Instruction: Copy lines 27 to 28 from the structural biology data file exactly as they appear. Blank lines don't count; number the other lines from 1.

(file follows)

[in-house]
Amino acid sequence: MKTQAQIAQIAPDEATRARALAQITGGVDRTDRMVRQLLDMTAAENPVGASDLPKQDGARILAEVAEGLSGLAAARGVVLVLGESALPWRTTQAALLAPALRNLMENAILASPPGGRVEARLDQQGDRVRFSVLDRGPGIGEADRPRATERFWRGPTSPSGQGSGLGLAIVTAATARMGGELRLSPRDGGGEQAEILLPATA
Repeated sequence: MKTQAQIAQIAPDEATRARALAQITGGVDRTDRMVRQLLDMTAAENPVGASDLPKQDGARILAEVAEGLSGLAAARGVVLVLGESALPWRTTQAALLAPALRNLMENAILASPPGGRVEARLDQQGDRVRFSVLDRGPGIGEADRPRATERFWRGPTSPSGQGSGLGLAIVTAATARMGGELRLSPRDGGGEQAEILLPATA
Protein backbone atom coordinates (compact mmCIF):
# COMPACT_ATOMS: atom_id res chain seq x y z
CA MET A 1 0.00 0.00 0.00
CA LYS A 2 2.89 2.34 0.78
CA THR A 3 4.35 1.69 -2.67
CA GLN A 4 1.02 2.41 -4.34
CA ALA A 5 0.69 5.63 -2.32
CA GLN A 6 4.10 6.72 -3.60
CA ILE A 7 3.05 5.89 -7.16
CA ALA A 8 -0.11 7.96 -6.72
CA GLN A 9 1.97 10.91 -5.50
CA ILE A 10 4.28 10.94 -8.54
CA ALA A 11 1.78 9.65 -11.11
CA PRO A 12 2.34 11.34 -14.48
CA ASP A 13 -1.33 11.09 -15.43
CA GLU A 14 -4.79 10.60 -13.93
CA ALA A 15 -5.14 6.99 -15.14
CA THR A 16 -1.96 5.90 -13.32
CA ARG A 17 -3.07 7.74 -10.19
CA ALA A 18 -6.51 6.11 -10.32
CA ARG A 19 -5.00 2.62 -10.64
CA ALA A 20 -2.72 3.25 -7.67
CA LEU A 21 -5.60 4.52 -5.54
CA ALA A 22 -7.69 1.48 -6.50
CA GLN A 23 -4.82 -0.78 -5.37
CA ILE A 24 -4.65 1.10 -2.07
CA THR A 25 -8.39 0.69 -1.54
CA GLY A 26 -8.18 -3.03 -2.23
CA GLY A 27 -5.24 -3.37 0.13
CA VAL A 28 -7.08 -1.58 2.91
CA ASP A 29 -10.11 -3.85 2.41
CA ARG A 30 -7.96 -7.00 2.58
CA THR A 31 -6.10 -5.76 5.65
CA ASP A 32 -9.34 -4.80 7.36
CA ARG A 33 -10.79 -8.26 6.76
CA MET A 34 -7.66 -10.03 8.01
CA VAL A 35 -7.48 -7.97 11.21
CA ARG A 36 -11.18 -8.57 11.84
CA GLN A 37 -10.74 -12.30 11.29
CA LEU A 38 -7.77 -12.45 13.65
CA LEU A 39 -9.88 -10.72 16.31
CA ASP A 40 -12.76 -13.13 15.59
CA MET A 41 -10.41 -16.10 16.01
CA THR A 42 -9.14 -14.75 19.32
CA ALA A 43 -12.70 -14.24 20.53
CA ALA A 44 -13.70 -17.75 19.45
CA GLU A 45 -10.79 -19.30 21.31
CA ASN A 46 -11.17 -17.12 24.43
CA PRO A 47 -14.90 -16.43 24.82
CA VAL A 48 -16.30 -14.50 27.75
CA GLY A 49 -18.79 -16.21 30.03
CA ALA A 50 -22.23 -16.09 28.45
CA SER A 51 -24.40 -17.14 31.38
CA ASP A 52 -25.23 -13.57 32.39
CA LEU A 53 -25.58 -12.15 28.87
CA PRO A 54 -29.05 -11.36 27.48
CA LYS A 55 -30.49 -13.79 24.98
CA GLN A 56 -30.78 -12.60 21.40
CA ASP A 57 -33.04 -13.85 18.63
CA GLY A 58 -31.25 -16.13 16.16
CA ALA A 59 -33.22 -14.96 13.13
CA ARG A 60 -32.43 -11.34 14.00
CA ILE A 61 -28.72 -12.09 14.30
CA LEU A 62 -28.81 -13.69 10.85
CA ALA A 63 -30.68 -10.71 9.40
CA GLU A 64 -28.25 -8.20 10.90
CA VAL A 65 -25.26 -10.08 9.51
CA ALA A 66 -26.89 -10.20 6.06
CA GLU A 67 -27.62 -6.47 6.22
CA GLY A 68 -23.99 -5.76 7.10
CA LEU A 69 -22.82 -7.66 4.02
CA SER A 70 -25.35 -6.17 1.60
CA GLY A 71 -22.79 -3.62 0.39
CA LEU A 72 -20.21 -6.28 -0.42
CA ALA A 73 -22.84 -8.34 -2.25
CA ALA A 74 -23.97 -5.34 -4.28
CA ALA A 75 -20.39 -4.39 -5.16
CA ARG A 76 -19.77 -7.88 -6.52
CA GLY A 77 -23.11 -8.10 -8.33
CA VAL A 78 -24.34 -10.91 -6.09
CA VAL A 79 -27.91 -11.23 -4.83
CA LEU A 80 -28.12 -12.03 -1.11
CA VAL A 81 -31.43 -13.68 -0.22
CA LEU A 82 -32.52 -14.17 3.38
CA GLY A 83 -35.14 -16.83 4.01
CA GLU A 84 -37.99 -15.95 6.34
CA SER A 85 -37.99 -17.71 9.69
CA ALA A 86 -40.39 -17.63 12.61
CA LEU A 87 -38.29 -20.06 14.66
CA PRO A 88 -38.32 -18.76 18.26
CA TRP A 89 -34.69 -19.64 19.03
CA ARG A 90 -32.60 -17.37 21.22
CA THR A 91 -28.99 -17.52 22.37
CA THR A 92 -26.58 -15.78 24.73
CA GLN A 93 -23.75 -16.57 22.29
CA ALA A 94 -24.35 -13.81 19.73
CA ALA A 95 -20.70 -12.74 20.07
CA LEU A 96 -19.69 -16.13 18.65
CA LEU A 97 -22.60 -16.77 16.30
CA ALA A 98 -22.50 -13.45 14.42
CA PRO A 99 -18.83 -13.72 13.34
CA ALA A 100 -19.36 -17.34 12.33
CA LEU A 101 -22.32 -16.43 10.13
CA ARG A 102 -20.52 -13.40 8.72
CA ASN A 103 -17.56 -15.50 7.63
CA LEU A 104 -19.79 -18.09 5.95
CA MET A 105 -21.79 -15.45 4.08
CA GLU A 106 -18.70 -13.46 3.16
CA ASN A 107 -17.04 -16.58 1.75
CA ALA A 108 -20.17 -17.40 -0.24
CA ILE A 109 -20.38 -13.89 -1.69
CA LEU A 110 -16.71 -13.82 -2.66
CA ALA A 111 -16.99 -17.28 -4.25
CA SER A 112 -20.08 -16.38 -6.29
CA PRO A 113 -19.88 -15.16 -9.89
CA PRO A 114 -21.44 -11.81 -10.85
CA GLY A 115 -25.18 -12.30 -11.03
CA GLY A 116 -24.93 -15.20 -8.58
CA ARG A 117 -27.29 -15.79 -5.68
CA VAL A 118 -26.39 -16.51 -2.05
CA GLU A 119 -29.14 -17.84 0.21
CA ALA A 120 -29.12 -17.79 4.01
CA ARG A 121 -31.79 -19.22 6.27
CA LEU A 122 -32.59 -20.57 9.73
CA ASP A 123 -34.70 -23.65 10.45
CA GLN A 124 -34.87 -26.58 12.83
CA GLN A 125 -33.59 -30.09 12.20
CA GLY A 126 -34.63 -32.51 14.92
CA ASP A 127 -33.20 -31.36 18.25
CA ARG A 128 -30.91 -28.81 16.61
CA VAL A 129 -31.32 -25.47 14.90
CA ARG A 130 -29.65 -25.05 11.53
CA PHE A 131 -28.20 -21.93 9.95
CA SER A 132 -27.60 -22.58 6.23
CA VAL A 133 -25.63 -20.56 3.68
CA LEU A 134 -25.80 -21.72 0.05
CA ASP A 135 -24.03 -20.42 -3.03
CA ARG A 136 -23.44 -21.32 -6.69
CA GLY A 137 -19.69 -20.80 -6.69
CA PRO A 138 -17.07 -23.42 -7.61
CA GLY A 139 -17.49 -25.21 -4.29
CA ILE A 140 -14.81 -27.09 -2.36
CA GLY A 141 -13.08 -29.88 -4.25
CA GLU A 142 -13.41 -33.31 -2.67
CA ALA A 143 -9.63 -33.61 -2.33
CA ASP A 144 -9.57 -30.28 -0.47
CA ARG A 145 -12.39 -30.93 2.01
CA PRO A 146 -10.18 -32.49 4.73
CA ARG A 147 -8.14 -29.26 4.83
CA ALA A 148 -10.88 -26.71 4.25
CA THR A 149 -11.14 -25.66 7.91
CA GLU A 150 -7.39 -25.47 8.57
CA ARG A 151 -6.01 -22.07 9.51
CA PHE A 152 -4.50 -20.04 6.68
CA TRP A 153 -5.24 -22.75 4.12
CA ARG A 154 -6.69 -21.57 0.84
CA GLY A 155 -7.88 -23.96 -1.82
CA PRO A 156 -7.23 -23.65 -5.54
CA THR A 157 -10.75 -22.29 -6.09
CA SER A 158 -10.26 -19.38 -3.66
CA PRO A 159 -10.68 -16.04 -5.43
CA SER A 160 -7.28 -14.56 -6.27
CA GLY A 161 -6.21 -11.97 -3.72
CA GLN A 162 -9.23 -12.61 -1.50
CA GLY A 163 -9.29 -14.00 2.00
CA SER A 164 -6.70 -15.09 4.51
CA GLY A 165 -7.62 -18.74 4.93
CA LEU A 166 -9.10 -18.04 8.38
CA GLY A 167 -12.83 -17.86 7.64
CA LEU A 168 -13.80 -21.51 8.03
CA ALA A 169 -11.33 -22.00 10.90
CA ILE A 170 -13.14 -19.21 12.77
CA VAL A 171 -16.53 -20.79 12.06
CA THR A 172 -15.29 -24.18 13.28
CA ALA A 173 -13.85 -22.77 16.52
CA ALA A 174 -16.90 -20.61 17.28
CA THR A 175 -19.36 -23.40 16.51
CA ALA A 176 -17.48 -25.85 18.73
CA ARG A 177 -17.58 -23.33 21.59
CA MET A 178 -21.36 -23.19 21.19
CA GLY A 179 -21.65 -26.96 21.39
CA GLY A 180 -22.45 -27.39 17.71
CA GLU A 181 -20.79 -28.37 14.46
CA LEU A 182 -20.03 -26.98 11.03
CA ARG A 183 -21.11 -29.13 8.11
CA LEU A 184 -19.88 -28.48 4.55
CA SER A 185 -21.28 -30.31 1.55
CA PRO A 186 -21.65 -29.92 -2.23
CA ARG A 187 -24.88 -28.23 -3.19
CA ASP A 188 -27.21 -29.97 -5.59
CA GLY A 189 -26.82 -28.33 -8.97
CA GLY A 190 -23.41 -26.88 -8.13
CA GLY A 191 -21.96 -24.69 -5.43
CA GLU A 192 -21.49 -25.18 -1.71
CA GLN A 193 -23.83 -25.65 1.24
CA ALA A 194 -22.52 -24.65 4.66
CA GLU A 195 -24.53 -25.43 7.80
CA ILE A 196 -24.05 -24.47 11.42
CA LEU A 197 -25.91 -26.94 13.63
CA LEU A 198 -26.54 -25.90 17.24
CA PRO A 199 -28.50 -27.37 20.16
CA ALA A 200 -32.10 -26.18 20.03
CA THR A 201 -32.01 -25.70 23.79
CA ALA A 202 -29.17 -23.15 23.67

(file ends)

CA ALA A 22 -7.69 1.48 -6.50
CA GLN A 23 -4.82 -0.78 -5.37